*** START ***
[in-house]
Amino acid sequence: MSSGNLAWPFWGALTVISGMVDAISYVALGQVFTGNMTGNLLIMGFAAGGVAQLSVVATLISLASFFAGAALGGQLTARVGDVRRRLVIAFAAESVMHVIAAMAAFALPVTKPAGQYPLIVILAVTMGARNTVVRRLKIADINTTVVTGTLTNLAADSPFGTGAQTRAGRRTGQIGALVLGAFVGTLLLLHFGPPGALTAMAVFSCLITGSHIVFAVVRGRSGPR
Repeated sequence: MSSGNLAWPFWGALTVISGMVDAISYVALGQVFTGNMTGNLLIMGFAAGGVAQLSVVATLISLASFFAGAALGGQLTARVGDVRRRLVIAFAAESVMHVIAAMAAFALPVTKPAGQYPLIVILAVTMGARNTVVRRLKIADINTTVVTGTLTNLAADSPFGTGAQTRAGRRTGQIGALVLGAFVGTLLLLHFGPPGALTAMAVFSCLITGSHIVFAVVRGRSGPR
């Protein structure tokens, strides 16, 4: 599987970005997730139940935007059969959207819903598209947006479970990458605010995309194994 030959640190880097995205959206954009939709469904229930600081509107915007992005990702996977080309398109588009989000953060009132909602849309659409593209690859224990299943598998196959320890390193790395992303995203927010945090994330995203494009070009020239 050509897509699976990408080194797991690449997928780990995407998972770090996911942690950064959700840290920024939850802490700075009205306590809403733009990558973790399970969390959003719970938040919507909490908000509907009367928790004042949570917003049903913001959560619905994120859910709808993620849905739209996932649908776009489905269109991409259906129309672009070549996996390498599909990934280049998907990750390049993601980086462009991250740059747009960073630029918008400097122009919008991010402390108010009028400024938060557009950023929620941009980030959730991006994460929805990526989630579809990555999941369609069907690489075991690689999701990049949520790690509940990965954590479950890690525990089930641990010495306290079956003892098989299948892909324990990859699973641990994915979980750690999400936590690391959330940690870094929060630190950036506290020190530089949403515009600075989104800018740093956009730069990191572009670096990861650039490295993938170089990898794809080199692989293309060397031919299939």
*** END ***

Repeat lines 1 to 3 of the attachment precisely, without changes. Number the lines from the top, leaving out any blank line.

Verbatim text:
[in-house]
Amino acid sequence: MSSGNLAWPFWGALTVISGMVDAISYVALGQVFTGNMTGNLLIMGFAAGGVAQLSVVATLISLASFFAGAALGGQLTARVGDVRRRLVIAFAAESVMHVIAAMAAFALPVTKPAGQYPLIVILAVTMGARNTVVRRLKIADINTTVVTGTLTNLAADSPFGTGAQTRAGRRTGQIGALVLGAFVGTLLLLHFGPPGALTAMAVFSCLITGSHIVFAVVRGRSGPR
Repeated sequence: MSSGNLAWPFWGALTVISGMVDAISYVALGQVFTGNMTGNLLIMGFAAGGVAQLSVVATLISLASFFAGAALGGQLTARVGDVRRRLVIAFAAESVMHVIAAMAAFALPVTKPAGQYPLIVILAVTMGARNTVVRRLKIADINTTVVTGTLTNLAADSPFGTGAQTRAGRRTGQIGALVLGAFVGTLLLLHFGPPGALTAMAVFSCLITGSHIVFAVVRGRSGPR